2. Enter the date of the incident at the first date that the owner’s dog was at Dog-Ma with the rabid dog.

3. For the location of the exposure enter: 816 L St SE, Washington, DC 20003.

4. When asked if any person potentially exposed to the biting animal recommended to receive PEP select: “unknown.”

a. I am already of the folks that were exposed and have contacting them.

5. For the bite victim select: “animal.”

6. Then enter the information regarding the dog.

7. When asked to describe the circumstances of the bite list the dates the dog was at Dog-Ma with the rabid dog as well as the rabies vaccine manufacturer and lot number of the shot you just gave.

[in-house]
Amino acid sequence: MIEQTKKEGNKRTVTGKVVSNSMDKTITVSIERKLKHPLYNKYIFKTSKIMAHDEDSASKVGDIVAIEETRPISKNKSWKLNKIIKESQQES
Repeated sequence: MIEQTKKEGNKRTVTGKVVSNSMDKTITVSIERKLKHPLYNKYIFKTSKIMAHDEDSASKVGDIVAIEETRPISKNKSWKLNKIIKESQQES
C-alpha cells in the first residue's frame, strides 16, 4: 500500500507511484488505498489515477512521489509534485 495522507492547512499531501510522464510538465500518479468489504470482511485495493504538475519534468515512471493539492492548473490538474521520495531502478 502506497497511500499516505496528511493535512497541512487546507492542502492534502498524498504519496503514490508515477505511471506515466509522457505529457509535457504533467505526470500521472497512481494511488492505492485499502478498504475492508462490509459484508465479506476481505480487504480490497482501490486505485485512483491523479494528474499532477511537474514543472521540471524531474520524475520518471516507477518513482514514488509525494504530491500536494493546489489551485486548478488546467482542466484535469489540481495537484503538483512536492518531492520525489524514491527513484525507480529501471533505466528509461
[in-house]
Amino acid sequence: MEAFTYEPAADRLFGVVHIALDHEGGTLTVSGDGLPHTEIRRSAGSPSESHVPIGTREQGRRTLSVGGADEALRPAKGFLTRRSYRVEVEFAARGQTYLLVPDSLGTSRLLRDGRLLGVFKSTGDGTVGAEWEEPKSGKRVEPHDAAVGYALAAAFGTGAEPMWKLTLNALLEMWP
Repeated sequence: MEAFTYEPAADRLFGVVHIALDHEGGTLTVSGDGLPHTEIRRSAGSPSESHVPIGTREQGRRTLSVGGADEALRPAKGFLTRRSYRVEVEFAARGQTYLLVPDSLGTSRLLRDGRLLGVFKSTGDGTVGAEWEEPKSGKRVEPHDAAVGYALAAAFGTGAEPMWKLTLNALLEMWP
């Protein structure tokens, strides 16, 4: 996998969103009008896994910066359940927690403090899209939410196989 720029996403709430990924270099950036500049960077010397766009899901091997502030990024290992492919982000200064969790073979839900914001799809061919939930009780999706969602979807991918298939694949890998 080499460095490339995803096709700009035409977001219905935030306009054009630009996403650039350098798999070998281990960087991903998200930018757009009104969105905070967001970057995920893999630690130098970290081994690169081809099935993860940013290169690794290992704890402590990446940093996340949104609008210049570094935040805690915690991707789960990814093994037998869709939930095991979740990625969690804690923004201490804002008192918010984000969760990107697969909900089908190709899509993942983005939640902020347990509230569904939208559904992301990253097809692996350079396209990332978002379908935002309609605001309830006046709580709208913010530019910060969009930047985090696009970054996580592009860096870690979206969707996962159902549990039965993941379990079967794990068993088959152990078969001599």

All of the dogs were previously vaccinated and are considered very low risk. Keep in mind there is no risk to you or your staff of rabies until a few days before animals display clinical signs and even then, minimal risk as long as standard infectious disease precautions are taken (i.e. wearing gloves and hand washing immediately after the exam).


Andrew Kuster Hennenfent, DVM, MPH
Senior Zoonotic Disease Epidemiologist